Tuesday, July 18, 2006



The man in the hat awoke one morning and thought, what if I am dead but don’t know it? What if I awakened dead, not living, how would I know the difference? What if what I took to be living was death, but I confused the two, put the one in front of the other, got them mixed up, muddled? What if death, being dead, is just life, but in reverse, death-life-life-death? Could one live with that, he thought, having it backwards, in reverse? Maybe I’m dead and waiting to wake up, to begin living, death-life. If I have this all backwards, back to front, he thought, what then? Where to begin, how to begin, why to begin, so much turmoil and puzzlement, addles the mind, he thought, like soppy porridge. This type of thinking made the man in the hat wonder, why did Charlton Heston hold his nose when he dove out of the sinking spaceship into the reservoir? Strange indeed, not a volitional thought in his head, Charlton Heston’s head, sad indeed: mercenary sad. The man in the hat, the broad brimmed hat, felt that life had neither reason nor rhyme, but was simply a random series of reoccurring events, some occurring more often than others. Charlton Heston held his nose because he was a sissy, not because of some greater ontological wherewithal, some categorical imperative. If he recalled, the man in the hat, Charlton Heston likes pistols and long-rifles, stun-guns and carbines, creosote and cannon powder, residues of a poor education and a middling intellect.

Friday, July 14, 2006

gRAVY and sALT cRUET*7

I will organize an old person’s fair, thought the man in the hat; where they could display, show off, they’re infirmaries; they’re toil nails and wean-tongues. There would be dancing and jumping, and a table reserved for confectioners and podiatrists. And a potluck dinner, with beans and gravy, salt-cruet and sappy meats, like boiled pork shoulder and minced dog, organic teas and after dinner mints, and wafer-thin after-eights, moil with chocolate and crème de menthe. Should his bad leg permit it, the man in the hat would ride a unicycle, to disprove the theory that all things seek they’re fatigue, they’re entropic fatality. He, the man in the hat, the Nietzschian tightrope walker on one wheel, gamy legged, wide brimmed hat wet through with slaver and Burgee’s. A codpiece, yes, he thought, a codpiece would be appropriate, cupping the foppery of his trousers, a votive coopery, bunghole tamped into place. The monocycle, yes, the tires choused down to the rims, flails and burrs of steal ribbing clacking against the pavement.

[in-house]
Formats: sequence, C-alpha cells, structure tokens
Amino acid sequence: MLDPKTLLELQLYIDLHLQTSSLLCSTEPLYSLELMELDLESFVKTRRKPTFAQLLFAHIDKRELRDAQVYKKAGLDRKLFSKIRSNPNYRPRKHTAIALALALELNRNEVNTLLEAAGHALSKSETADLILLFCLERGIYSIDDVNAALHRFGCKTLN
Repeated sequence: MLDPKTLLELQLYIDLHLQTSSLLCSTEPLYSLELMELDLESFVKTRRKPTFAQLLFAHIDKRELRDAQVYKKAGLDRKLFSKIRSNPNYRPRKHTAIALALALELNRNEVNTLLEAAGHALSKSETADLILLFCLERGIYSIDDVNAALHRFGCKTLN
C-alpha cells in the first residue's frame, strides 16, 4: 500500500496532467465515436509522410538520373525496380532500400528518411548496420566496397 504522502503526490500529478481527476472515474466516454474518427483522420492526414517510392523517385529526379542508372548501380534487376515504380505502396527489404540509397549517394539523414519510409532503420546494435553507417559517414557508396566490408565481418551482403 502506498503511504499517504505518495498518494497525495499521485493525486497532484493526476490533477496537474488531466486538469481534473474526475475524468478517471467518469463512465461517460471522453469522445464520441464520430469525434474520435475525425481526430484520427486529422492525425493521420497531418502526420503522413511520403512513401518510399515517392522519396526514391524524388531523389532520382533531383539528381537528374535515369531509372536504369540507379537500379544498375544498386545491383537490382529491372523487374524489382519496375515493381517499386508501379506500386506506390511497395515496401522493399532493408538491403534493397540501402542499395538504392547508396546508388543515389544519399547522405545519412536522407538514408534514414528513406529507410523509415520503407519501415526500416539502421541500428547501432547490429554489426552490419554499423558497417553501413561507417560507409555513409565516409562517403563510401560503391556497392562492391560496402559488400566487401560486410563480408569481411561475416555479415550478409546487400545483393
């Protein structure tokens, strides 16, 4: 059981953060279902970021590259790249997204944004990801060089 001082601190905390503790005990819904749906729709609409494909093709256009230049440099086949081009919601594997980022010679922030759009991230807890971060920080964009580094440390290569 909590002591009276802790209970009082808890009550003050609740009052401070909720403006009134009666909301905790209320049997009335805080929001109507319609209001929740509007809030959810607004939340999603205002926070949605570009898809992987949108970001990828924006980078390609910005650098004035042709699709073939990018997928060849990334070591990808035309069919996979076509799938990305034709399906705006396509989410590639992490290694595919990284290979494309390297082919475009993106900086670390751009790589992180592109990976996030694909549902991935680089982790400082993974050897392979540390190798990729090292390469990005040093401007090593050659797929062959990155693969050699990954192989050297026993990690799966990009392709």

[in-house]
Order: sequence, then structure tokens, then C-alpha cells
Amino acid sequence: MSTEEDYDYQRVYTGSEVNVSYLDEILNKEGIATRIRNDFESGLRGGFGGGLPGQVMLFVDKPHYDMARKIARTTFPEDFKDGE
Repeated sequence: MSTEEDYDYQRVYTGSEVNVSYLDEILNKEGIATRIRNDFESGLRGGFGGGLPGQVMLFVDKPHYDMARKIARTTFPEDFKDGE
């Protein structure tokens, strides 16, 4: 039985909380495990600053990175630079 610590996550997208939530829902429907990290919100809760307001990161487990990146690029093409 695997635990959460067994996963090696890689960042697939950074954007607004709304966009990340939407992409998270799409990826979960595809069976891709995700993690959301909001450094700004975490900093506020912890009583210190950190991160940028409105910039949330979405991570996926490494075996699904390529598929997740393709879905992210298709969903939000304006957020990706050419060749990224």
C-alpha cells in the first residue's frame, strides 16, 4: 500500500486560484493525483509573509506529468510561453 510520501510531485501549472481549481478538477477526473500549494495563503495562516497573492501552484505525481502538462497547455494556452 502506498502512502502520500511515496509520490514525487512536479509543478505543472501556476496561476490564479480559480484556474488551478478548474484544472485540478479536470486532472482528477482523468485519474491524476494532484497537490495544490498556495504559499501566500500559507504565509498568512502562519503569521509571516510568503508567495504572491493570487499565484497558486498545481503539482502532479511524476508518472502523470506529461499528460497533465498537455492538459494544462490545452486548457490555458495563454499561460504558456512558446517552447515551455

Wednesday, July 12, 2006



And the seizures, palpitations, colic, the fill-tilt throttle of a chest endemic with waste. Lung sacs bloated with corpse gas and fennel root. A peppermint sweetie lolled on the wean of the tongue, the curial for whooping, arrhythmia and sleepy-leg. Not for the faint of heart or weepy. He, too, the man in the hat, would become one of these, one of them, a colicky old man with incurable whooping and bird’s talon toe nails, a shamble legged man, a clochard. And they’re toil nails, old people, like split shale browned with nicotine, curled and striated, fucking mercenary indeed. Queequegian tree-nails, pounded into keel wood and jury-mast, and the whooping and sulfa smell, redolent of death and bad grooming, crumble and fester.

Tuesday, July 11, 2006



The bus smelled (or was it redolent?) of incontinence and peppermint, pocket candies worsted in cellophane, for staving off bad breath and whopping. He, the man in the hat, had a fear of old people, their sidling and bad posture, the manner in which they spoke in rhymes and anagrams, their funny hats and brown shoes. Yes, its true, he too had a sidle-leg, one trumped to the end of his foot, but he had learned how to walk without giving it away, drawing attention to his gaminess, his hobbling, the heel of his shoe striking the pavement like a matchstick. Old people smelled like sulfa, sulfanilamide, penicillin, death put on hold, in abeyance, staved off with phlebotomies and chalky suppositories. And the mints, wintergreen and anise, humbugs and licorice allsorts, a confectionary of malts and oil.

Sunday, July 09, 2006

nO 5-rOTHKO7*


The man in the hat did not wash his feet on Sundays, not out of religious observance or the fear of a payback by some unseen godhead, but as a reprieve from the drudgery of day-to-day podiatric cleanliness. Like a bed bugged clochard, the man in the hat ate bread rinds and marmalade compote, peal ends slurry with rime and allsorts. The bus smelled (or was it redolent?) of incontinence and peppermint, pocket candies worsted in cellophane, for staving off bad breath and whopping.